Friday, June 15, 2012

Living and learning

Day 7

A veil was lifted from my eyes today. A bitter veil too, a heavy one. You know those moments in your life when you are profoundly humbled by knowledge? It’s as if suddenly the walls in your room have extended an inch and you can see it and you know it affects you and you affect it too. Like when we realize our parents aren’t superheroes (though they may still be our heroes in other ways). I can remember a few times in my life where my view of myself in relation to the world shifted dramatically. One time when I was about 14, I discovered that the ice cream man isn’t just in T.V. shows and movies but he actually drives around neighborhoods in his actual ice cream truck playing jolly tunes and you can actually buy ice cream from him. Hits. You. Hard.

In all seriousness though, it was today’s trip to the heart of Accra that my blinders were thrust wide open without any warning. Fun fact of the day? The Republic of Ghana was the first country on the African continent to gain independence. In fact, it has only been established as an independent country for 55 years. 55 YEARS. That means barely half a century ago, Ghana was still under the thumb of Britain. Half a century ago, there were areas of the country that native Ghanians were forbidden to enter, including one particular site that we visited today which is now the memorial for Ghana’s very first president, Dr. Kwame Nkrumah, the same man who declared independence for Ghana, March 1957. Since then, Ghana has been working to reassert its identity and influence in social, political, and economic spheres after having been stunted by the effects of colonialism. Another fun fact? The vision of Kwame Nkrumah as well as other prominent figures in Ghana’s history including sociologist (and one of my personal idols) W. E. B. Du Bois was that Ghana would be one of the principal nations to lead the other African countries to one day come together as the United States of Africa. Kwame Nkrumah’s leadership was cut short when he was overthrown and exiled in 1966 (it is supposed that the U.S. Gov’t had an involvement, since the U.S. has had a decent record of disrupting socialist leadership). The African Union continues on to this day to make this dream a reality.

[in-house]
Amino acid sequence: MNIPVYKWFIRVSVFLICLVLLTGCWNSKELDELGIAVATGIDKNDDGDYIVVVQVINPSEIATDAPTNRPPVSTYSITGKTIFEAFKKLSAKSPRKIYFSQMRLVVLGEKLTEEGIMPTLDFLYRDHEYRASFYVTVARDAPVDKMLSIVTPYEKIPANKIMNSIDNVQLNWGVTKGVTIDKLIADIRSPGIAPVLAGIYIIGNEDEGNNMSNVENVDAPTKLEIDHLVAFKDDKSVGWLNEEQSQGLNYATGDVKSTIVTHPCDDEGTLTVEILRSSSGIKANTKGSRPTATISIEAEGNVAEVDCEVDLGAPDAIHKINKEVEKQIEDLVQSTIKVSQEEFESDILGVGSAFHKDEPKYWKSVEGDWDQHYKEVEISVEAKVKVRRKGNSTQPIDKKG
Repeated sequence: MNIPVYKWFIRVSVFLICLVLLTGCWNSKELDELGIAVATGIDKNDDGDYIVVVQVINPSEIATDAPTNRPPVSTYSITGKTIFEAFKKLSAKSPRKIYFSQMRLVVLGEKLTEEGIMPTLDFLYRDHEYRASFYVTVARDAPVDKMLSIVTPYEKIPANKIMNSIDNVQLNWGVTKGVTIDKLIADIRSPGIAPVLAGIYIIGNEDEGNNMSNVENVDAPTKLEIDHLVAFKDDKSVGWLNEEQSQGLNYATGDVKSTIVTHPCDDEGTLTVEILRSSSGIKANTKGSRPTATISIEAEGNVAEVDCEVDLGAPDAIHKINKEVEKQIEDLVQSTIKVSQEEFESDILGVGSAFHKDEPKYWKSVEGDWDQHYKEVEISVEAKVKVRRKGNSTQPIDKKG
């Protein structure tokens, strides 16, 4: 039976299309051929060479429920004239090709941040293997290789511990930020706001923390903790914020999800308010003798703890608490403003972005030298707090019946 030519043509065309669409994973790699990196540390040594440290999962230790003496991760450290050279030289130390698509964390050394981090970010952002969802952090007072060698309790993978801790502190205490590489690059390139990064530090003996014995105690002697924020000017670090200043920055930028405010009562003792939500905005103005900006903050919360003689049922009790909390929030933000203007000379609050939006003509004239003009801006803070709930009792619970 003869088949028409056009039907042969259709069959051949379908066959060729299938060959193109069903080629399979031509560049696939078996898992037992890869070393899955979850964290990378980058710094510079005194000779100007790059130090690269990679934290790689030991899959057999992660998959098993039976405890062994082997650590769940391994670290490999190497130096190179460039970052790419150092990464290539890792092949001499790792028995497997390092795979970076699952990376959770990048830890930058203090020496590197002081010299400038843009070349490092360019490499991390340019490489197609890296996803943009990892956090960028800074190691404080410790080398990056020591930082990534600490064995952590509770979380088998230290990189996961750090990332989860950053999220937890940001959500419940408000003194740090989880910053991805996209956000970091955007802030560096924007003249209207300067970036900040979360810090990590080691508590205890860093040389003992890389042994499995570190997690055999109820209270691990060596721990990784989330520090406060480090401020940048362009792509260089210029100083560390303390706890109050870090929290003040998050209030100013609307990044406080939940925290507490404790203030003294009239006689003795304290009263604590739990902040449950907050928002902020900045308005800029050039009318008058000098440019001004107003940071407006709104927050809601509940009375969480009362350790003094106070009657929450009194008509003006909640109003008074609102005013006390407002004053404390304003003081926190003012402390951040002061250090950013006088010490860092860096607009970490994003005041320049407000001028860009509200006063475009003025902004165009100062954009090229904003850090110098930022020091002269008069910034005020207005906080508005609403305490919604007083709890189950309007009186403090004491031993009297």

Hello... HELLO! How is this the first time I have heard about any of this??? These issues are important... they are crucial... they affect the rest of the world! Especially, especially since a very significant amount of natural resources that we import are from west Africa. Yet, ironically, despite the wealth of resources here, the Ghanian people have access to little of it. Of course, I am no expert on the innerworkings of Ghana’s (or by extension, Africa's) development, but I think it is safe to say that our nations are very much interconnected on a global level.

I am absolutely baffled that I have never been exposed to this knowledge. I have no doubt that it is out there; it took no more than a quick Google search to begin pulling up information on my computer. Am I so out of the loop of world news or does even the mass media fail to make mention of these goings on? Either way, I can’t and I won’t stand for it. The people that I eat with, speak with, and walk beside here; they are all impacted by the choices my country makes and I have been asleep to it. They matter. We matter. I feel... impassioned, but I don’t know what to do with this emotion. Though I guess that is how all activism begins, right? There is a stone in my shoe and I am sure that stone will only grow more persistent while I am here. I am eager to see where it takes me... and I ask God that social work will be the vessel that leads me there.

You know, I used to believe ignorance was something to pity in others. But I feel there are times we can’t help that we don’t know. Maybe the real tragedy is not that we are in the darkness, it’s when we choose not to seek out the light.

Anyway, I guarantee my day consisted of much more than this, but I am honestly too exhausted to think! Tomorrow we leave to visit Cape Coast for the weekend so I may not have internet access until I am back on Sunday. Until then, nante yie, and I love you all <3



  1. Your heart is big, your mind is open . . and your potential is . . infinite. Don't worry, my fine daughter 'when' you learn something, you are showing us with every word your courage and faith in being open to the 'more' that the world and its people and its events 'are'. As the woman you are you'll gather and experience and act on your inspirations. We are blessed to see you in action and love you so very much in return. Nante yie, Dad. God's grace and safety be with you always.

  2. Gabi, you have always had that passion and compassion to do something big in this world. Little by little, it's happening, and your path towards that end is beginning to show itself. We are so proud of who you are now and who you are becoming. We love you more than you'll ever imagine someone can be loved and treasured.

  3. Gabi. Welcome to the real world. Most of the world was once a British colony as was your country of origin, America. In fact Australia, India and Canada are still part of their commonwealth. Compare the former British colonies with the eastern European countries and you will begin to understand the struggle between socialism and democracy on the African continent. Also compare African countries that were British colonies to those that were not. Understanding, that you don't understand, is a very good beginning along with asking the right questions. As for the U.S. interfering in Africa, google "Obama Troops in Africa" with twenty million citations. Then fully open your eyes. Go and learn. Oh yeah, I forgot that's what you're doing.